COVID-19 has affected millions of people around the world, but the impact has been unparalleled for healthcare workers who have been working tirelessly to reduce the spread of infection, treat those who are sick and formulate strategies to manage the crisis.
Studies have revealed consistent reports of heightened stress, anxiety and even depressive symptoms as they deal with the weight of the pandemic . Because of this, healthcare workers are searching for ways to effectively deal with stress and fatigue — one such method could be infrared saunas, which is one of today’s most well known form of alternative therapy.
Infrared saunas essentially work similarly to traditional saunas, except they don’t heat the air around you. Instead, they make use of infrared heaters that heat your body directly.
As explained in "How Do They Work? The Science Behind Infrared Saunas", some people have had problems handling the extremely hot air in traditional saunas. This problem pushed scientists to develop infrared saunas that create significantly lower and bearable temperatures, allowing you to extend your stay in the sauna. Healthcare workers can definitely profit from infrared saunas, as they offer various health benefits. Here's how:
De-stressing and Relaxation
Healthcare workers around the world have faced inadequate resources, lack of manpower, and other circumstances that are out of their control. Furthermore, Maryville University's primer on DNP professionals highlights that there is a shortage of around 100,000 healthcare workers, with a greater scarcity in rural and inner-city communities.
Because they have been stretched too thin, nurses are among the most overworked healthcare professionals on the field and are often in desperate need of ways to de-stress and relax. Doctors have emphasized the importance of taking a break from work and distancing yourself from constantly watching, reading or listening to news stories regarding the pandemic as much as you can.
Infrared saunas are an effective way to relax and get away from issues that are worrying you. While relaxing in an infrared sauna, you can read, meditate, listen to music or check in with your friends, all while enjoying its various health benefits.
Studies have shown that regular sauna use lowers your levels of cortisol, your body’s main stress hormone. Sweating also increases relaxation and reduces feelings of frustration and anxiety, in addition to its main detoxifying benefits. Moreover, infrared saunas can help regulate your sleep cycle, which can help health workers become more well-rested.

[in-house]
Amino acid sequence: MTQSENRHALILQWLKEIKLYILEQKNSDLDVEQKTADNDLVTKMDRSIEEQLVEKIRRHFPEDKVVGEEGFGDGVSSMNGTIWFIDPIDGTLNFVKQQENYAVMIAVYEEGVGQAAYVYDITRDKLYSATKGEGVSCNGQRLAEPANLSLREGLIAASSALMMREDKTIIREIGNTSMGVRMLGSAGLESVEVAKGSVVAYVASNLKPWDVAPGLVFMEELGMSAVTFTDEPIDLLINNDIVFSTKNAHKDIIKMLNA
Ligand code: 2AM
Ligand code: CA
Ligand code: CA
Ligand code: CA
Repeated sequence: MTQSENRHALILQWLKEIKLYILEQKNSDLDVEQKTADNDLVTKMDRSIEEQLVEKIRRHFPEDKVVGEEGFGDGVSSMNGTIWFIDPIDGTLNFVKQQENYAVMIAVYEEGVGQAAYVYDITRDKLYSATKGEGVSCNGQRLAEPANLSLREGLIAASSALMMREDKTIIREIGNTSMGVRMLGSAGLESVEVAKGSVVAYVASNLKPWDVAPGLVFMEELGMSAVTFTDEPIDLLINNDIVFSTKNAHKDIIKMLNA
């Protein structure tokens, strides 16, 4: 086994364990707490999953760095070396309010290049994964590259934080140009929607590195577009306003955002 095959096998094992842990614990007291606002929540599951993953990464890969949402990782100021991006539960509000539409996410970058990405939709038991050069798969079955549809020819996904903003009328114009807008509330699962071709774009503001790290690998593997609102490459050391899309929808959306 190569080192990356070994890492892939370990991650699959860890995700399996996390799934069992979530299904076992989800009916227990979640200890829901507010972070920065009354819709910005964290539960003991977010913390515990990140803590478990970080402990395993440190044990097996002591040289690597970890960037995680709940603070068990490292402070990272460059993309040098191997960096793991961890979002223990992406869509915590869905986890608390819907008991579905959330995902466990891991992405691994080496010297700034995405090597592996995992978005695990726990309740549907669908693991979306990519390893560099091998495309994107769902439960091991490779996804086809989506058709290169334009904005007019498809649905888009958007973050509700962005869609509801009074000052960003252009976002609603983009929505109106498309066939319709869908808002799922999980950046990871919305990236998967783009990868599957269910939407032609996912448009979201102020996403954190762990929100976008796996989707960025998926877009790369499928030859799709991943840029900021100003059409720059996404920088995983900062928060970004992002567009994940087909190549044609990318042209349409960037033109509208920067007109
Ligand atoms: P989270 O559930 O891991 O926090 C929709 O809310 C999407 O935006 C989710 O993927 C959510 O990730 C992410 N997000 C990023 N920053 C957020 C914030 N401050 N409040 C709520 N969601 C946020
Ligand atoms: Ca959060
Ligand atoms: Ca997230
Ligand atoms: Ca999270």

Relief From Sore Muscles and Joint Pain
Of course, the physical repercussions of the pandemic in itself aren’t to be underestimated. George Mason University reported that nurses and doctors are falling sick themselves and that COVID-19 surges have been affecting the staff’s capabilities, especially during the winter season.
Healthcare workers are likely suffering from chronic pain (moderate to severe), as well as back and lower-limb pain. Of the diagnosable symptoms, lumbar spondylosis is the most common. Moreover, 50% of nurses report that their lives and sleep are often disrupted by the lingering pain, and only 13.4% say that they seek formal medication to combat their illness .
Infrared saunas have been found to ease pain when used regularly; some reported fewer symptoms associated with chronic conditions like arthritis, fibromyalgia and other inflammatory conditions. In general, it reduces muscle soreness, tension headaches, joint pain and increases recovery for illnesses as it boosts cell regeneration and the immune system. Additionally, saunas can increase beta-endorphin levels in the body, which are pain-relieving compounds released during exercise.
Overall Improved Wellness
Other benefits of infrared saunas include lung and cardiovascular health. In some studies, people who used saunas had a lower risk of pneumonia, and others experienced an improvement in asthma symptoms. Saunas can also reduce blood pressure, preventing hypertension and cardiovascular diseases .
Heat has always been associated with physiological and psychological benefits; and is often regarded as life itself. That's why it’s always been part of therapy and healing, and the research regarding the correlations between heat and wellness has always been expanding.
Infrared saunas are a product of this research, and their current popularity has been brought about due to their numerous health effects. Healthcare professionals will no doubt benefit from these. After all, they play a central and critical role in providing quality health care for the population, and so it's only right to say that their health is also a priority.
 Jacob Shreffler, Jessica Petrey, Martin Huecker. (2020). “The Impact of COVID-19 on Healthcare Worker Wellness: A Scoping Review.” Pubmed.com, PubMed, August 2020, https://pubmed.ncbi.nlm.nih.gov/32970555/.
 Ji Guan, Dongmei Wu, Xuping Xie, et al. (2019). “Occupational Factors Causing Pain Among Nurses in Mainland China.” ncbi.nlm.nih.gov, NCBI, February 2019, https://www.ncbi.nlm.nih.gov/pmc/articles/PMC6376633/.
 Jerome Sarris, Michael de Manincor, Fiona Hargraves, et al. (2019). “Harnessing the Four Elements for Mental Health.” frontiersin.org, Frontiers, April 2019, https://www.frontiersin.org/articles/10.3389/fpsyt.2019.00256/full.